Inconsistent performance of dbus call GetManagedObjects to PSUSensor in dbus-sensors

Ed Tanous ed at
Sat Aug 8 09:17:20 AEST 2020

This is great!  Thank you for taking the time to type this up.

On Fri, Aug 7, 2020 at 3:42 PM Alex Qiu <xqiu at> wrote:
> The setup has a total of 249 IPMI sensors, and among these, dbus-sensors reports 59 objects from HwmonTempSensor and 195 objects from PSUSensor, and we've already decreased the polling rate of PSUSensor to every 10 seconds to mitigate the issue. As the intel-ipmi-oem does, we measure the time of calling GetManagedObjects with commands:

This isn't the biggest sensor usage I've ever seen, but it certainly
is the biggest usage of PSUsensor I've seen sofar.  It's not
surprising you're finding performance issues other people haven't.
PSUSensor was originally supposed to be for physical pmbus power
supplies, but got abstracted a little at some point to be more

> time busctl call xyz.openbmc_project.HwmonTempSensor / org.freedesktop.DBus.ObjectManager GetManagedObjects
> time busctl call xyz.openbmc_project.PSUSensor / org.freedesktop.DBus.ObjectManager GetManagedObjects
> The first command for HwmonTempSensor constantly finishes in about 60 ms. However, the run time of the second command for PSUSensor is very inconsistent. Out of 50 continuous runs, most of them finish in about 150 ms, but 2 or 3 of them will take as long as about 6 seconds to return. This results in long time to scan the SDR and inconsistent performance polling IPMI sensors.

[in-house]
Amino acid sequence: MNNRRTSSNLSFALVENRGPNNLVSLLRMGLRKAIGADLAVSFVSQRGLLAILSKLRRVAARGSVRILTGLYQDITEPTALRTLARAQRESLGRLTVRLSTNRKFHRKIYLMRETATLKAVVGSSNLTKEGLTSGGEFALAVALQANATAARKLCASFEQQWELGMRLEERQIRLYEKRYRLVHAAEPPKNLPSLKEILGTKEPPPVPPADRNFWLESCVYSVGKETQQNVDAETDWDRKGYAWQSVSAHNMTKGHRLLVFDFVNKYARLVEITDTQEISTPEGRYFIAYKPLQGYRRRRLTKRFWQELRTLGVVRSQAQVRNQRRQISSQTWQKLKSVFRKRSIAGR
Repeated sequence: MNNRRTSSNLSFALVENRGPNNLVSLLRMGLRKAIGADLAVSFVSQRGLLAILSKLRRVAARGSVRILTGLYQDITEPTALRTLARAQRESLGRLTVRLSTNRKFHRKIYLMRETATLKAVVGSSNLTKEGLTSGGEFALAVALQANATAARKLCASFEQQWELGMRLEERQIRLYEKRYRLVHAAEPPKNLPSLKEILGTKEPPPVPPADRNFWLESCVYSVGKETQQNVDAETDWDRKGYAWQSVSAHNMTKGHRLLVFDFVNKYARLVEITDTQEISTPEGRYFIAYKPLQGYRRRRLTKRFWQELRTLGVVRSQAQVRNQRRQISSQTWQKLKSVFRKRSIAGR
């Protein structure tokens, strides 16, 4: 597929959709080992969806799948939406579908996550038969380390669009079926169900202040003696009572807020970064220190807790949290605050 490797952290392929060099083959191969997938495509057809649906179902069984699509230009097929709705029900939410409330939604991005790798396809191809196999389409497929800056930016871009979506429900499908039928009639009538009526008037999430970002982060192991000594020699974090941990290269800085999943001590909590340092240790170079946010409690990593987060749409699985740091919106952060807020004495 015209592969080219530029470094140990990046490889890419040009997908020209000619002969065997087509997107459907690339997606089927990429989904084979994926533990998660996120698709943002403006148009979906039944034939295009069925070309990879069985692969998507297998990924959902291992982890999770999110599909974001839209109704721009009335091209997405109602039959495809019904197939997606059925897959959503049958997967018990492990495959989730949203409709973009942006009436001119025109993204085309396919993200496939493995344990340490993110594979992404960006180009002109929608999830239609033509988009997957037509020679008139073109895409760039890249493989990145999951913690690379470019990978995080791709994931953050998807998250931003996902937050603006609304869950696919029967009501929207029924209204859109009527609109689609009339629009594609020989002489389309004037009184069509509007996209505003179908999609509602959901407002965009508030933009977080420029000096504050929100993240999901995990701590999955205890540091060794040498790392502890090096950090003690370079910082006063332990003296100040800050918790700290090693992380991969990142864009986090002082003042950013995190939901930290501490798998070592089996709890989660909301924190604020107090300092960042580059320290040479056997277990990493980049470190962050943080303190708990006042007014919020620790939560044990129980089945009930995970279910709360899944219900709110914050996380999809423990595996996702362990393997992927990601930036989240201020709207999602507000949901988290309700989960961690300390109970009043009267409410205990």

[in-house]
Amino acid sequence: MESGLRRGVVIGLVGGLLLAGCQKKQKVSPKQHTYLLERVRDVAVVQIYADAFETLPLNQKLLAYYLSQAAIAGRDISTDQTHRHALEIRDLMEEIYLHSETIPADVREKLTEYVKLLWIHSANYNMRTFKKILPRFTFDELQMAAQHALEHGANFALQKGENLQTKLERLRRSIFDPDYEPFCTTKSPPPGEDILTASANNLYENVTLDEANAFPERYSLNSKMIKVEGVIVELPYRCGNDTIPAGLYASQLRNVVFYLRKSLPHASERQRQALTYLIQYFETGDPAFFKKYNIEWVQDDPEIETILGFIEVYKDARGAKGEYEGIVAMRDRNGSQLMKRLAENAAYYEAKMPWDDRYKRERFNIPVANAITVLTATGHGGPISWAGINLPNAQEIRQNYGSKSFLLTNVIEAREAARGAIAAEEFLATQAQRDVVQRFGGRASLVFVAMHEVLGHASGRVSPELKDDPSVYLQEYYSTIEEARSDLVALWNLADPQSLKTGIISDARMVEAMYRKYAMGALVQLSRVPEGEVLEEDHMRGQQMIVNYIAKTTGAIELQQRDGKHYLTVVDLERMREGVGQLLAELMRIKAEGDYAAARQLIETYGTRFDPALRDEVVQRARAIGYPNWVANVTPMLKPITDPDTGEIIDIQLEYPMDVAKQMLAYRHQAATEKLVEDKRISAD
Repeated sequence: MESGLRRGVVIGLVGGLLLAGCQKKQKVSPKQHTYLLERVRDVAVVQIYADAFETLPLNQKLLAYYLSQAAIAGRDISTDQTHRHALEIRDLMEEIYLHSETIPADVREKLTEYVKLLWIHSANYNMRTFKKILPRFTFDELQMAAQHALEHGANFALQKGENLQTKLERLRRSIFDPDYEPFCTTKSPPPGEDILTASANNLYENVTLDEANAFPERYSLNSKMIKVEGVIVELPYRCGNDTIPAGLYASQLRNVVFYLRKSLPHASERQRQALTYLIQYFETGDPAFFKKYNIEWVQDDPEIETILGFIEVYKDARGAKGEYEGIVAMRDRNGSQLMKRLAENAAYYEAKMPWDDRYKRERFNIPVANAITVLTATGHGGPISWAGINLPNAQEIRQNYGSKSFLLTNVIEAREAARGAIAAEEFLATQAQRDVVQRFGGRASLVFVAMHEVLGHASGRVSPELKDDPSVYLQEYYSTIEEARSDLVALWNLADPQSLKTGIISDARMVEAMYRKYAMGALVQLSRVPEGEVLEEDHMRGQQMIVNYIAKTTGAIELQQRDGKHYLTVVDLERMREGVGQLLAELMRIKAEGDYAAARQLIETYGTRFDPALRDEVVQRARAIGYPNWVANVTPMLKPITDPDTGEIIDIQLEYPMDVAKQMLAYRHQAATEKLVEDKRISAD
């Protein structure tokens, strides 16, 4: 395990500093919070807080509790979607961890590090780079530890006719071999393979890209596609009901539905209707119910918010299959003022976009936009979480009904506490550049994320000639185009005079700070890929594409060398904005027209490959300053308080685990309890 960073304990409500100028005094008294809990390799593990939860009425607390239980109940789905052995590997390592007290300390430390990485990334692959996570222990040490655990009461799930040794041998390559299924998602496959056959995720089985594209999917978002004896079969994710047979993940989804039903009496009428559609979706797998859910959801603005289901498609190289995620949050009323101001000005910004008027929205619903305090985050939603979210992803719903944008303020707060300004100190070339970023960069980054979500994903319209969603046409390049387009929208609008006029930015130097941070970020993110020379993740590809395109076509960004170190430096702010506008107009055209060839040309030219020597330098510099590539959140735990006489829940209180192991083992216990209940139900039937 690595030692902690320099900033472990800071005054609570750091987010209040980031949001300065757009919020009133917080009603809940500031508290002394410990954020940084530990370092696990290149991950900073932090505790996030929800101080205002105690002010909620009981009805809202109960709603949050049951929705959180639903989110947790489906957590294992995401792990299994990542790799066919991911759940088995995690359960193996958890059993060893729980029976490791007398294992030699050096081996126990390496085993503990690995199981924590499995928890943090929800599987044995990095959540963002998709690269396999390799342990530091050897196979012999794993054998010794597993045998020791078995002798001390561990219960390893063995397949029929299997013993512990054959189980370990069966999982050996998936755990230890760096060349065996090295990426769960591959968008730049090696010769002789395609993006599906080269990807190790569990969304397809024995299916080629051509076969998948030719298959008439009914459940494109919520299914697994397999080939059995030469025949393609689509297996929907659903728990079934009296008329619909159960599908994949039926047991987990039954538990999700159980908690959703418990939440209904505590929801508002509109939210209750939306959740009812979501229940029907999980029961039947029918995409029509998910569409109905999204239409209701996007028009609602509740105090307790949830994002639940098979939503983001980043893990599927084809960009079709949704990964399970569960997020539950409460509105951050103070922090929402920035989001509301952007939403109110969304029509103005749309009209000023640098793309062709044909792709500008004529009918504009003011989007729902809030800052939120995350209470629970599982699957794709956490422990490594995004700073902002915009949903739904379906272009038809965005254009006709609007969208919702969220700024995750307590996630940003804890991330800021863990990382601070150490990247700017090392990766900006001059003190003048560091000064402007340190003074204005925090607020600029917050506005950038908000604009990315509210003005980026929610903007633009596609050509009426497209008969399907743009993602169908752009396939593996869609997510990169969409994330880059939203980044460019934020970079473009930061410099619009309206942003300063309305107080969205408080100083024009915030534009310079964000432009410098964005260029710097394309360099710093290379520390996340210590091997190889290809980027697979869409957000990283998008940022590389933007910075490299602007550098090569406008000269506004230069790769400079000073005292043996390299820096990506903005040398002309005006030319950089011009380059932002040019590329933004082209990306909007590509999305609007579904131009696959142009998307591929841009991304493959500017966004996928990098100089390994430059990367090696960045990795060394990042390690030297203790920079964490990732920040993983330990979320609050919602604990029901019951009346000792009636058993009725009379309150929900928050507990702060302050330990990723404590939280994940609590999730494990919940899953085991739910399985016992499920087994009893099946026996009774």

I don't have a system handy that uses PSUSensor, but based on what
you're saying, I'm going to guess that there's a blocking
io/wait/sleep call that snuck in somewhere in the PSUsensor, and it's
stopping the main reactor for some amount of time.  This is probably
exacerbated by how loaded your system is, which is causing the really
bad tail latencies.

If I were in your shoes, the first thing I would do is to recompile
PSUSensor with IO handler tracking enabled:

to do that, go here:

add add a line line like
target_compile_definitions(psusensor PUBLIC

and recompile.

That's going to print loads of debug info to the console when it runs.
Be prepared.  Rerun your test with the flag enabled.  When your
getmanagedobjects command gets stuck, dump the log and try to find the
spot where io seems to stop for a bit.  Hopefully you'll find one
async operation is taking a looooong time to run.  Most operations
should be in the order of micro/milliseconds for runtime.  Once you
know what the spot is, we can probably triage further.  Each
individual callback is pretty simple, and only does a couple things,
so it should be pretty easy to sort out what's blocking within a given

My second theory is that because of the async nature of psusensor, if
you get unlucky, 195 concurrent IO completion operations are getting
scheduled right ahead of your GetManagedObjects call.  Right now the
IO scheduling is pretty dumb, and doesn't attempt to add jitter to
randomize the call starts, under the assumption that the reactor will
never be more than 10 or so handles at a given time.  Given the number
of sensors you've got, we might want to rethink that, and try to
spread them out in time a little.  If we wanted to verify this, we
could instrument io_context with a little run_for() magic that breaks
every N milliseconds and prints the size of the queue.  That could
verify that we're running it too large.

Technically I think this is the embedded version of the thundering
herd problem.  There are ways to solve it that should be relatively
easy (if that's what it turns out to be).

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